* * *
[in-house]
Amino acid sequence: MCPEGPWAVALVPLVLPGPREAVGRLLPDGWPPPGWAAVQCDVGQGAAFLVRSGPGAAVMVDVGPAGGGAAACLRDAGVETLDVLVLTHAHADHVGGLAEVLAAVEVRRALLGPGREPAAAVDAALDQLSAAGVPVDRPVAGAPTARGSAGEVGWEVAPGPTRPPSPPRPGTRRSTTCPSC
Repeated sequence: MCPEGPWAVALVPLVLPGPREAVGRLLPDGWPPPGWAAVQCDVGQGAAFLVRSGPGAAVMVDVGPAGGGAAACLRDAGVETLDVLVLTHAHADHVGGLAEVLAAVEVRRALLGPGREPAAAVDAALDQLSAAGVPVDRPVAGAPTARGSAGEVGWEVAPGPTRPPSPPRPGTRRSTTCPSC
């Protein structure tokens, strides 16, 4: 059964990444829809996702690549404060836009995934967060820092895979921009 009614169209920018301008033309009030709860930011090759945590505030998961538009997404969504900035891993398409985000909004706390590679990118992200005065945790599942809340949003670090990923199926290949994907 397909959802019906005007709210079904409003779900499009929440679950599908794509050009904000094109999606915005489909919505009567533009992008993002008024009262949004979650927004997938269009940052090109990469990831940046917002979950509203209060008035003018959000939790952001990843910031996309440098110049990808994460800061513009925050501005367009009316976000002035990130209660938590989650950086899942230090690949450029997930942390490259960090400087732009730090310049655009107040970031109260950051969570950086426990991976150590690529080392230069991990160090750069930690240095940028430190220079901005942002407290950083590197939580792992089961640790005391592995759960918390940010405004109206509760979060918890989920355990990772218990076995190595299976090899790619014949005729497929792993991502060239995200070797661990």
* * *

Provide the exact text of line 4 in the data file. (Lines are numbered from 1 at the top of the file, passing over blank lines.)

């Protein structure tokens, strides 16, 4: 059964990444829809996702690549404060836009995934967060820092895979921009 009614169209920018301008033309009030709860930011090759945590505030998961538009997404969504900035891993398409985000909004706390590679990118992200005065945790599942809340949003670090990923199926290949994907 397909959802019906005007709210079904409003779900499009929440679950599908794509050009904000094109999606915005489909919505009567533009992008993002008024009262949004979650927004997938269009940052090109990469990831940046917002979950509203209060008035003018959000939790952001990843910031996309440098110049990808994460800061513009925050501005367009009316976000002035990130209660938590989650950086899942230090690949450029997930942390490259960090400087732009730090310049655009107040970031109260950051969570950086426990991976150590690529080392230069991990160090750069930690240095940028430190220079901005942002407290950083590197939580792992089961640790005391592995759960918390940010405004109206509760979060918890989920355990990772218990076995190595299976090899790619014949005729497929792993991502060239995200070797661990």